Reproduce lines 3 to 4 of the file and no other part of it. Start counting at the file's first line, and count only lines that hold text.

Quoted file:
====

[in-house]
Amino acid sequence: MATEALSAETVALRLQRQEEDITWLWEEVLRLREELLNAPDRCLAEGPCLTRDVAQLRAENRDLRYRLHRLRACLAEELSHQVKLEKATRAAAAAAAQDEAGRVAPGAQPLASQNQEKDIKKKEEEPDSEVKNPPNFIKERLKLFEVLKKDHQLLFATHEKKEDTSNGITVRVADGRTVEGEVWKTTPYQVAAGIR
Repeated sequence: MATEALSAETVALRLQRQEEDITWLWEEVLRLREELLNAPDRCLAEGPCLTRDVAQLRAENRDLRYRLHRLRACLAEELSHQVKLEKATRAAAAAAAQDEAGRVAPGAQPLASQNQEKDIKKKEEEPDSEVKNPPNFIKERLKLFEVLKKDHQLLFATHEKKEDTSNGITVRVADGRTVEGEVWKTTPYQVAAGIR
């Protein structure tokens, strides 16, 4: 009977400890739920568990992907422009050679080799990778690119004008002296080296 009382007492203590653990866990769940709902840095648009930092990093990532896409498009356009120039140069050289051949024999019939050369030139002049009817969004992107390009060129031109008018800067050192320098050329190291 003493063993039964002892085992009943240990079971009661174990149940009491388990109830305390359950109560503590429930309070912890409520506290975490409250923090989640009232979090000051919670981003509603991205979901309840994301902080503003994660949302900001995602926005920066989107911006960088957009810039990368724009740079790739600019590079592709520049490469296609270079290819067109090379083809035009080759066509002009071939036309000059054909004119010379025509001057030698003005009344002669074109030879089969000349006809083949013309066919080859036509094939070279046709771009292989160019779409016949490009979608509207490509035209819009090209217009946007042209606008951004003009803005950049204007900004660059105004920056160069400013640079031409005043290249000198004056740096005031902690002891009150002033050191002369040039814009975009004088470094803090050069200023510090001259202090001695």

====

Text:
Repeated sequence: MATEALSAETVALRLQRQEEDITWLWEEVLRLREELLNAPDRCLAEGPCLTRDVAQLRAENRDLRYRLHRLRACLAEELSHQVKLEKATRAAAAAAAQDEAGRVAPGAQPLASQNQEKDIKKKEEEPDSEVKNPPNFIKERLKLFEVLKKDHQLLFATHEKKEDTSNGITVRVADGRTVEGEVWKTTPYQVAAGIR
């Protein structure tokens, strides 16, 4: 009977400890739920568990992907422009050679080799990778690119004008002296080296 009382007492203590653990866990769940709902840095648009930092990093990532896409498009356009120039140069050289051949024999019939050369030139002049009817969004992107390009060129031109008018800067050192320098050329190291 003493063993039964002892085992009943240990079971009661174990149940009491388990109830305390359950109560503590429930309070912890409520506290975490409250923090989640009232979090000051919670981003509603991205979901309840994301902080503003994660949302900001995602926005920066989107911006960088957009810039990368724009740079790739600019590079592709520049490469296609270079290819067109090379083809035009080759066509002009071939036309000059054909004119010379025509001057030698003005009344002669074109030879089969000349006809083949013309066919080859036509094939070279046709771009292989160019779409016949490009979608509207490509035209819009090209217009946007042209606008951004003009803005950049204007900004660059105004920056160069400013640079031409005043290249000198004056740096005031902690002891009150002033050191002369040039814009975009004088470094803090050069200023510090001259202090001695």